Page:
A new look at the universe and galaxy formation
Professor Brian McNamara will use the James Webb Space Telescope to study how the most massive galaxies form
Professor Brian McNamara will use the James Webb Space Telescope to study how the most massive galaxies formBy Elizabeth Kleisath Faculty of Science
The world watched breathlessly as the James Webb Space Telescope (JWST) launched on Christmas morning and travelled 1.5 million kilometers to its earth-trailing orbit. Now, we breathe a sigh of relief as the telescope has begun sending us the first images as it aligns and prepares for research, launching a new chapter in humanity’s endeavor to study the universe.
Brian McNamara, Chair of the Department of Physics and Astronomy and University Research Chair at the University of Waterloo, has been following the development of JWST for almost 3 decades. He is among the lucky astronomers who has been awarded time to use the telescope (see NASA's 286 selected proposals).
“The James Webb telescope is a phenomenal achievement we all share and can be proud of,” says McNamara. “We are entering exciting years of discovery as astronomers use the telescope to study the cosmos from exoplanets to primeval galaxies.”
McNamara’s focus will be on an object about 6 billion light years away called Phoenix, a giant galaxy that appears to be forming from its surrounding gas. Alongside Professor Michael McDonald from Massachusetts Institute for Technology and a team of collaborators, McNamara’s research will focus on the supermassive black hole at the heart of Phoenix to study how it regulates the galaxy’s growth and formation. Currently, galaxy formation is not well understood, but astronomers think that the cooling of extremely hot (100 million degree) plasma, controlled by nearby supermassive black holes, is what creates some new galaxies over billions of years.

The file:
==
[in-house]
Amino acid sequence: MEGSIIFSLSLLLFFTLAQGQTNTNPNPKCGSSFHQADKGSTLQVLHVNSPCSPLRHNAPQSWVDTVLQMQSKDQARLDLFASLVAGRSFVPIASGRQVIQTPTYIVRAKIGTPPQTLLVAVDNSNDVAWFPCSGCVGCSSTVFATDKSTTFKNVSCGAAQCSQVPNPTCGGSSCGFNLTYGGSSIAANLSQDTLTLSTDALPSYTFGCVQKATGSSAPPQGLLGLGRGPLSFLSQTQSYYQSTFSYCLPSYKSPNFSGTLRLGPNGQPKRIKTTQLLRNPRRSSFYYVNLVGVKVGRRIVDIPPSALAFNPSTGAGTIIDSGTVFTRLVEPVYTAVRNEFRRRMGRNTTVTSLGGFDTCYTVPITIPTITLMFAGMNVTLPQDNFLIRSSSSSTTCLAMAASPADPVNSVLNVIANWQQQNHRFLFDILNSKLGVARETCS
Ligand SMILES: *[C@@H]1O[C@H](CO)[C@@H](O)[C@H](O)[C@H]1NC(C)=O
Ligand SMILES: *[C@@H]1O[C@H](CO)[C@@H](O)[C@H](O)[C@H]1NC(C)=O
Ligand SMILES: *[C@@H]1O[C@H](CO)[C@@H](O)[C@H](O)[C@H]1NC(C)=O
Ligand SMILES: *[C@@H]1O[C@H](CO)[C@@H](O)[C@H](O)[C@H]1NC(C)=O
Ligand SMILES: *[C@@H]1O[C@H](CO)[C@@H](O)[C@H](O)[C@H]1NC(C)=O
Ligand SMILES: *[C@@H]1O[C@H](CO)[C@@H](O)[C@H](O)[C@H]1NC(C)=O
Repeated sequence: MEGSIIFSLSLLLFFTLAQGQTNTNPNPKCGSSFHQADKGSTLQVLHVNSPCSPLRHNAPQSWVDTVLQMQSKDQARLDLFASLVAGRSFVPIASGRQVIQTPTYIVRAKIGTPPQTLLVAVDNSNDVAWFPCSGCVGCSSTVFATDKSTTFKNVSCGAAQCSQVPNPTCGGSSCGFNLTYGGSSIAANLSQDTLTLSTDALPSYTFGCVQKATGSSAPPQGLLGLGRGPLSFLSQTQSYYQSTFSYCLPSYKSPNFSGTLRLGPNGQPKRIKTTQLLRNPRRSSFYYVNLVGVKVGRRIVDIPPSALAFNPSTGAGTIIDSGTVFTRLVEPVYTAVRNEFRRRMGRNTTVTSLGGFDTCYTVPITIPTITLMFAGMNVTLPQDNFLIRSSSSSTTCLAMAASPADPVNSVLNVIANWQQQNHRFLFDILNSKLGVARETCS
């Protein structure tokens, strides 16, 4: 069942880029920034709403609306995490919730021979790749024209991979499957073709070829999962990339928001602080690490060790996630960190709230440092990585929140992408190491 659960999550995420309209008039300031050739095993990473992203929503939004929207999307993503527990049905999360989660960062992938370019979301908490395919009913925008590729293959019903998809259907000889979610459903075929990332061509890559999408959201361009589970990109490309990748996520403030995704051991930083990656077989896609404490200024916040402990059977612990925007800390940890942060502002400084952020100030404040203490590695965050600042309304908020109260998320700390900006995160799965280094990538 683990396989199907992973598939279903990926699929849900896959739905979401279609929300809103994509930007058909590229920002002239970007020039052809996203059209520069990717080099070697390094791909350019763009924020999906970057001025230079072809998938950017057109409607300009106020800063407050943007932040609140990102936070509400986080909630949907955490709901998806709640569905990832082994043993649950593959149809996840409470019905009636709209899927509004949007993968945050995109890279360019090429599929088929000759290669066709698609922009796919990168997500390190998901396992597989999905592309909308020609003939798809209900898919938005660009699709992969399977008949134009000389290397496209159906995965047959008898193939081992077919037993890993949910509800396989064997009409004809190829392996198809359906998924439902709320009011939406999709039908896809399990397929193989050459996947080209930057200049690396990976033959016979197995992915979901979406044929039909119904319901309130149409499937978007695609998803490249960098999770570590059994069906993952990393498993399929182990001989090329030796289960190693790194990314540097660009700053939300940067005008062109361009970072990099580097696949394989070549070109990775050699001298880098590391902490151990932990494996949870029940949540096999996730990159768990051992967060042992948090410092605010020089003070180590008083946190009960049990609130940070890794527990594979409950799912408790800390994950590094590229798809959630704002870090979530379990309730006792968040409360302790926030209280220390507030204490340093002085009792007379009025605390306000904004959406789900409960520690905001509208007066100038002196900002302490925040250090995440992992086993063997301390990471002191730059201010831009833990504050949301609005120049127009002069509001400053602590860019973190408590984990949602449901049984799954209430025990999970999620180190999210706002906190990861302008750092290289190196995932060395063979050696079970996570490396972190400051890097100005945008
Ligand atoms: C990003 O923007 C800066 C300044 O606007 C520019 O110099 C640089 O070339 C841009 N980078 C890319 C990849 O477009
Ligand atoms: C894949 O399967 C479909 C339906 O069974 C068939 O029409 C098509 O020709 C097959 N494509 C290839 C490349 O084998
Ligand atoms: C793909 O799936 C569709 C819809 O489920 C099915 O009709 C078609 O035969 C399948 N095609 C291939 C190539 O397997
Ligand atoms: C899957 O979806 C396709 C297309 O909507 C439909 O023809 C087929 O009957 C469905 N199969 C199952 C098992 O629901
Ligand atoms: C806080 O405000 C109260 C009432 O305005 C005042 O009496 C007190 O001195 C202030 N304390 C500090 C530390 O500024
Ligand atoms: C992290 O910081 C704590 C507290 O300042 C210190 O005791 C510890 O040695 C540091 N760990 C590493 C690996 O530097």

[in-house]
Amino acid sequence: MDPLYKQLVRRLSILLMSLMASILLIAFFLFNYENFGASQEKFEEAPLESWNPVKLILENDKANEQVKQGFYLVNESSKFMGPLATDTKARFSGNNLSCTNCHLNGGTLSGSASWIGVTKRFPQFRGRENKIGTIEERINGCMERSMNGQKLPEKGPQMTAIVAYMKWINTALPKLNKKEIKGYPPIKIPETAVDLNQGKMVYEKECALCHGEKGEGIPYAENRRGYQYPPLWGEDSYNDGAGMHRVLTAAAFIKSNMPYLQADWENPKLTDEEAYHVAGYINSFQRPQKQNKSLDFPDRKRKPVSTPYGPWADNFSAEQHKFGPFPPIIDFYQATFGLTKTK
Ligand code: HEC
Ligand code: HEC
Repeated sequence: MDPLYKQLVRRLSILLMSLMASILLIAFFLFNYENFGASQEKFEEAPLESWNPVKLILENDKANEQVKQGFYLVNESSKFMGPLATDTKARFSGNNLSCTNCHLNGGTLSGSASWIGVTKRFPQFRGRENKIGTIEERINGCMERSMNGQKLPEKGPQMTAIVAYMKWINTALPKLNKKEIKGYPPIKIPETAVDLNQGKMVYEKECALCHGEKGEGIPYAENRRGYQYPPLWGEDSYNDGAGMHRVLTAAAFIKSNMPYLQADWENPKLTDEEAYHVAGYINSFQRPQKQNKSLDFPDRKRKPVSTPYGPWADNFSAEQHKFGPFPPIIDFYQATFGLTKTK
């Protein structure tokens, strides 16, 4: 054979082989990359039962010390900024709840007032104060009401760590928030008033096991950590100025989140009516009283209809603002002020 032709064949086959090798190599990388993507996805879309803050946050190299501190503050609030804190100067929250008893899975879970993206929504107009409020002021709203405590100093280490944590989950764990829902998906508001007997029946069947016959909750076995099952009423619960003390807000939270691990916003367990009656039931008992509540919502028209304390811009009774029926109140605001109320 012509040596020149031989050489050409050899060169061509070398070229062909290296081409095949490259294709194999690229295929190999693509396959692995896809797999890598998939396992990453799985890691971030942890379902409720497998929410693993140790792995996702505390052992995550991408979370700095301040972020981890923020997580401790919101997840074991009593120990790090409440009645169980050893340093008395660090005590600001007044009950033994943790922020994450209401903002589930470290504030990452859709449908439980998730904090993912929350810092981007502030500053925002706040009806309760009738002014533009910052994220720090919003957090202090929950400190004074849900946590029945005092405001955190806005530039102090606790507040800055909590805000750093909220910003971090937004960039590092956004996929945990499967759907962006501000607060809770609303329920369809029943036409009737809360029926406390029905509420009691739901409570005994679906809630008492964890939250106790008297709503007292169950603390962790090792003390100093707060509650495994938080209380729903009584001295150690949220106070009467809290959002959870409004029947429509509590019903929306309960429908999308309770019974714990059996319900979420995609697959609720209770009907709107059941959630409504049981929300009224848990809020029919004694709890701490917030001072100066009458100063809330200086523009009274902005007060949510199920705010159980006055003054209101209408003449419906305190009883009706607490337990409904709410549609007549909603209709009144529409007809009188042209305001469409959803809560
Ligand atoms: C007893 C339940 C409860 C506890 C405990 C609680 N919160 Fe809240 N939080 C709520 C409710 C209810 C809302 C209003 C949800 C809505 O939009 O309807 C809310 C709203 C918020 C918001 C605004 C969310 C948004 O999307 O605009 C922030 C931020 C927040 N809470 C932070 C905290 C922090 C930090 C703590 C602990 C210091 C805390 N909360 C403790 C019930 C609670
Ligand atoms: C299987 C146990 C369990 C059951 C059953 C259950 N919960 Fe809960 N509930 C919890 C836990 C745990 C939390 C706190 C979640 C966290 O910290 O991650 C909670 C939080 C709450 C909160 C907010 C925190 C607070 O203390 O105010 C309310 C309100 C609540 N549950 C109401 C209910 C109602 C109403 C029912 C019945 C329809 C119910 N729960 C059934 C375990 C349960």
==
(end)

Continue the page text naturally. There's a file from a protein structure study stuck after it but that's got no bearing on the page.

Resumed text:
“We’re trying to understand how this cooling process works,” says McNamara. “We see an enormous amount of mass cooling in the Phoenix Cluster at 100 million degrees, and we see a lot of cold gas at 30 degrees Kelvin, but not as much as we’d expect. So we’re trying to figure out where the gas is going.”
Using the JWST, McNamara and his collaborators will use neon gas at temperatures of several thousand degrees which lies in the mid temperature range of the cooling process. By observing how this mid-temperature gas is distributed throughout the galaxy cluster, the team will track how the enormous energy released by the supermassive black hole is dispersing the gas, a process thought to be an integral part of galaxy formation.
The JWST is the perfect tool to make these measurements. The space-based telescope permits a measurement of the neon gas in infrared light, which does not penetrate earth’s atmosphere. JWST was designed to observe the cosmos at infrared wavelengths with unprecedented sensitivity.
McNamara and his team will “stare” at Phoenix with JWST for just over eight hours in the 2022 timeframe. “It’s a long time to stare at one object in the sky. With a telescope this powerful and performing perfectly, as the spectacular first light image shows, the results will be breathtaking. I can’t wait to see the exciting discoveries the telescope will reveal in the next few years.”
The University of Waterloo acknowledges that much of our work takes place on the traditional territory of the Neutral, Anishinaabeg and Haudenosaunee peoples. Our main campus is situated on the Haldimand Tract, the land granted to the Six Nations that includes six miles on each side of the Grand River. Our active work toward reconciliation takes place across our campuses through research, learning, teaching, and community building, and is centralized within our Office of Indigenous Relations.